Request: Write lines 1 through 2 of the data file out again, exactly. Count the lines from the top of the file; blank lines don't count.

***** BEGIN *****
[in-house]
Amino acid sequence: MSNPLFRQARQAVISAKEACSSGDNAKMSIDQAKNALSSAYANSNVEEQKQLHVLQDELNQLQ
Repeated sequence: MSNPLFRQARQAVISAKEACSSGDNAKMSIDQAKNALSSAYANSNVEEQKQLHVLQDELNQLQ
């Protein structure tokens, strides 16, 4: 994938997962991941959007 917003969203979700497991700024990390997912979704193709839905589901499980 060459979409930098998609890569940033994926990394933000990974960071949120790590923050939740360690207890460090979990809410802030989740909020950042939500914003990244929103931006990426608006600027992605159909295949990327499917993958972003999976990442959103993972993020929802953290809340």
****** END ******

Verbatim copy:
[in-house]
Amino acid sequence: MSNPLFRQARQAVISAKEACSSGDNAKMSIDQAKNALSSAYANSNVEEQKQLHVLQDELNQLQ